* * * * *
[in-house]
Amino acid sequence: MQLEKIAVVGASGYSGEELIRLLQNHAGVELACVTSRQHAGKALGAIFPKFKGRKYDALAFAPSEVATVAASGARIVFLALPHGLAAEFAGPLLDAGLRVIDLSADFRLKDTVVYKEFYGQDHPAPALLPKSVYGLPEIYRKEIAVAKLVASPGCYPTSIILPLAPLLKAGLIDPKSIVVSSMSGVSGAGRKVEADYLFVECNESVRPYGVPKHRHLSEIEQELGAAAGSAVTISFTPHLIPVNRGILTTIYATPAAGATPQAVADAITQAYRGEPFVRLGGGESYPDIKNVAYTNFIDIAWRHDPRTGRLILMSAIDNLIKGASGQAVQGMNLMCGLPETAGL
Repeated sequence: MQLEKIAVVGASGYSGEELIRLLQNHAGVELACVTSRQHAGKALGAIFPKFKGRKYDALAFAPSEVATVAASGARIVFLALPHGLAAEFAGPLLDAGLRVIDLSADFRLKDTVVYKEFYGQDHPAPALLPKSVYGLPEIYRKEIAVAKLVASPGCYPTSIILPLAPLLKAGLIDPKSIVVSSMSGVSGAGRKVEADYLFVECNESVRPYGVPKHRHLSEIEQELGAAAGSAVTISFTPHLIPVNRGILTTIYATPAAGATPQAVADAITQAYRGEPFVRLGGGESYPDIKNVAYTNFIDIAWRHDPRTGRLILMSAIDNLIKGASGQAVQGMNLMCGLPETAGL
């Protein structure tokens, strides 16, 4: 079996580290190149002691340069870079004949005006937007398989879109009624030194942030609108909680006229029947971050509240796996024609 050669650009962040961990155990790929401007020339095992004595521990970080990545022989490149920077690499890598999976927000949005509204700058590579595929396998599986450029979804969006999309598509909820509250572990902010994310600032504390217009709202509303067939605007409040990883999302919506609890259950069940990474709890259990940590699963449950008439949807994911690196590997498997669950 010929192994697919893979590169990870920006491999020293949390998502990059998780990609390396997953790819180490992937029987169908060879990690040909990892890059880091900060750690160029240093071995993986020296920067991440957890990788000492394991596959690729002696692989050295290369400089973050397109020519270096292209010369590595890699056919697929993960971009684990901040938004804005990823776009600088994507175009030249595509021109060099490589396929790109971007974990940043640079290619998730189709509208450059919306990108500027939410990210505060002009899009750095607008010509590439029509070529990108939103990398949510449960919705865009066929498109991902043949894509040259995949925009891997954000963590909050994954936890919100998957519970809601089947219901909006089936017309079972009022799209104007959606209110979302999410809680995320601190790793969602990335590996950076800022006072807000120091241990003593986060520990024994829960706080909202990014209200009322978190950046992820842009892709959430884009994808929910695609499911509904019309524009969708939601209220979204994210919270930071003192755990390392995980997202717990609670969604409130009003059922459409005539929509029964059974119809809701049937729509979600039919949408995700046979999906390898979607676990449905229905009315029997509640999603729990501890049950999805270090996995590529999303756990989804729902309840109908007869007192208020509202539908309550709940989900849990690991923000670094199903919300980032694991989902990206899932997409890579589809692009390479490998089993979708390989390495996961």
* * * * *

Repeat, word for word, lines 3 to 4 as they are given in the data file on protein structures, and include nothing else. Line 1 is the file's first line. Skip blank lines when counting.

Repeated sequence: MQLEKIAVVGASGYSGEELIRLLQNHAGVELACVTSRQHAGKALGAIFPKFKGRKYDALAFAPSEVATVAASGARIVFLALPHGLAAEFAGPLLDAGLRVIDLSADFRLKDTVVYKEFYGQDHPAPALLPKSVYGLPEIYRKEIAVAKLVASPGCYPTSIILPLAPLLKAGLIDPKSIVVSSMSGVSGAGRKVEADYLFVECNESVRPYGVPKHRHLSEIEQELGAAAGSAVTISFTPHLIPVNRGILTTIYATPAAGATPQAVADAITQAYRGEPFVRLGGGESYPDIKNVAYTNFIDIAWRHDPRTGRLILMSAIDNLIKGASGQAVQGMNLMCGLPETAGL
């Protein structure tokens, strides 16, 4: 079996580290190149002691340069870079004949005006937007398989879109009624030194942030609108909680006229029947971050509240796996024609 050669650009962040961990155990790929401007020339095992004595521990970080990545022989490149920077690499890598999976927000949005509204700058590579595929396998599986450029979804969006999309598509909820509250572990902010994310600032504390217009709202509303067939605007409040990883999302919506609890259950069940990474709890259990940590699963449950008439949807994911690196590997498997669950 010929192994697919893979590169990870920006491999020293949390998502990059998780990609390396997953790819180490992937029987169908060879990690040909990892890059880091900060750690160029240093071995993986020296920067991440957890990788000492394991596959690729002696692989050295290369400089973050397109020519270096292209010369590595890699056919697929993960971009684990901040938004804005990823776009600088994507175009030249595509021109060099490589396929790109971007974990940043640079290619998730189709509208450059919306990108500027939410990210505060002009899009750095607008010509590439029509070529990108939103990398949510449960919705865009066929498109991902043949894509040259995949925009891997954000963590909050994954936890919100998957519970809601089947219901909006089936017309079972009022799209104007959606209110979302999410809680995320601190790793969602990335590996950076800022006072807000120091241990003593986060520990024994829960706080909202990014209200009322978190950046992820842009892709959430884009994808929910695609499911509904019309524009969708939601209220979204994210919270930071003192755990390392995980997202717990609670969604409130009003059922459409005539929509029964059974119809809701049937729509979600039919949408995700046979999906390898979607676990449905229905009315029997509640999603729990501890049950999805270090996995590529999303756990989804729902309840109908007869007192208020509202539908309550709940989900849990690991923000670094199903919300980032694991989902990206899932997409890579589809692009390479490998089993979708390989390495996961």